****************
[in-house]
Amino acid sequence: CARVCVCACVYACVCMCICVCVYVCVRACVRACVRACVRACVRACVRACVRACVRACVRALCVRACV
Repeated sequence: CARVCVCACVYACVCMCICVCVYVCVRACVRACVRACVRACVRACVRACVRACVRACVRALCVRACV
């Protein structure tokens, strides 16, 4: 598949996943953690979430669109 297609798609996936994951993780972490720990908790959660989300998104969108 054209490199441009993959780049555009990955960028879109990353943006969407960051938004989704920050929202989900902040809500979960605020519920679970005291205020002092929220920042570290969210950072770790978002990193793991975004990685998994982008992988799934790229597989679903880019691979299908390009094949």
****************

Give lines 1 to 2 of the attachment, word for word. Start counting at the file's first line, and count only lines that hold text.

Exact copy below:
[in-house]
Amino acid sequence: CARVCVCACVYACVCMCICVCVYVCVRACVRACVRACVRACVRACVRACVRACVRACVRALCVRACV